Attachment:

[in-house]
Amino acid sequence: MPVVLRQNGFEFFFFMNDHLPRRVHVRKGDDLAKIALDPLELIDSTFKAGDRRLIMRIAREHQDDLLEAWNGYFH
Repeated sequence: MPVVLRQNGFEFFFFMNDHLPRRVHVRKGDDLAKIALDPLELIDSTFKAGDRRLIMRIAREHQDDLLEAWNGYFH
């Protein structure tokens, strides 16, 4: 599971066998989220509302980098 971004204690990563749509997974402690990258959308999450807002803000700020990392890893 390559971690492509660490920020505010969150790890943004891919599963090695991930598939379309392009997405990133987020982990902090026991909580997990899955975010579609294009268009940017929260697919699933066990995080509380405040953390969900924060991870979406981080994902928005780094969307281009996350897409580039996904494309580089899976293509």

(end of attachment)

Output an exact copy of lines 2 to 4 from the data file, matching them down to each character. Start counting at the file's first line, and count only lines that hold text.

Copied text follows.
Amino acid sequence: MPVVLRQNGFEFFFFMNDHLPRRVHVRKGDDLAKIALDPLELIDSTFKAGDRRLIMRIAREHQDDLLEAWNGYFH
Repeated sequence: MPVVLRQNGFEFFFFMNDHLPRRVHVRKGDDLAKIALDPLELIDSTFKAGDRRLIMRIAREHQDDLLEAWNGYFH
């Protein structure tokens, strides 16, 4: 599971066998989220509302980098 971004204690990563749509997974402690990258959308999450807002803000700020990392890893 390559971690492509660490920020505010969150790890943004891919599963090695991930598939379309392009997405990133987020982990902090026991909580997990899955975010579609294009268009940017929260697919699933066990995080509380405040953390969900924060991870979406981080994902928005780094969307281009996350897409580039996904494309580089899976293509």